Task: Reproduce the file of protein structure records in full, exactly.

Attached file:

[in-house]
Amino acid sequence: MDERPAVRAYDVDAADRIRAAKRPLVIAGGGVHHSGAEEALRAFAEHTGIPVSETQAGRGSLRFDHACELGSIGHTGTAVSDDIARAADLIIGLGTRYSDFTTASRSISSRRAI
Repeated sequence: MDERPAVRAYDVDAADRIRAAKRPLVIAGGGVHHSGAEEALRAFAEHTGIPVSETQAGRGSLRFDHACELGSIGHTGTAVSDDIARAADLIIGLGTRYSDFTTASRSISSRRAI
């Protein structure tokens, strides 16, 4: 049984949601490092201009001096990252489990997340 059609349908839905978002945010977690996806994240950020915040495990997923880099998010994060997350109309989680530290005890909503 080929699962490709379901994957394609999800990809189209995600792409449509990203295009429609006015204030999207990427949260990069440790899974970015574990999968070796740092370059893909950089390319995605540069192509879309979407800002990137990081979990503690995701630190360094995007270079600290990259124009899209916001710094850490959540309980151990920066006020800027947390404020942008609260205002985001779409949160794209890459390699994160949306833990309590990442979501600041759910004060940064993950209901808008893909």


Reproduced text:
[in-house]
Amino acid sequence: MDERPAVRAYDVDAADRIRAAKRPLVIAGGGVHHSGAEEALRAFAEHTGIPVSETQAGRGSLRFDHACELGSIGHTGTAVSDDIARAADLIIGLGTRYSDFTTASRSISSRRAI
Repeated sequence: MDERPAVRAYDVDAADRIRAAKRPLVIAGGGVHHSGAEEALRAFAEHTGIPVSETQAGRGSLRFDHACELGSIGHTGTAVSDDIARAADLIIGLGTRYSDFTTASRSISSRRAI
């Protein structure tokens, strides 16, 4: 049984949601490092201009001096990252489990997340 059609349908839905978002945010977690996806994240950020915040495990997923880099998010994060997350109309989680530290005890909503 080929699962490709379901994957394609999800990809189209995600792409449509990203295009429609006015204030999207990427949260990069440790899974970015574990999968070796740092370059893909950089390319995605540069192509879309979407800002990137990081979990503690995701630190360094995007270079600290990259124009899209916001710094850490959540309980151990920066006020800027947390404020942008609260205002985001779409949160794209890459390699994160949306833990309590990442979501600041759910004060940064993950209901808008893909």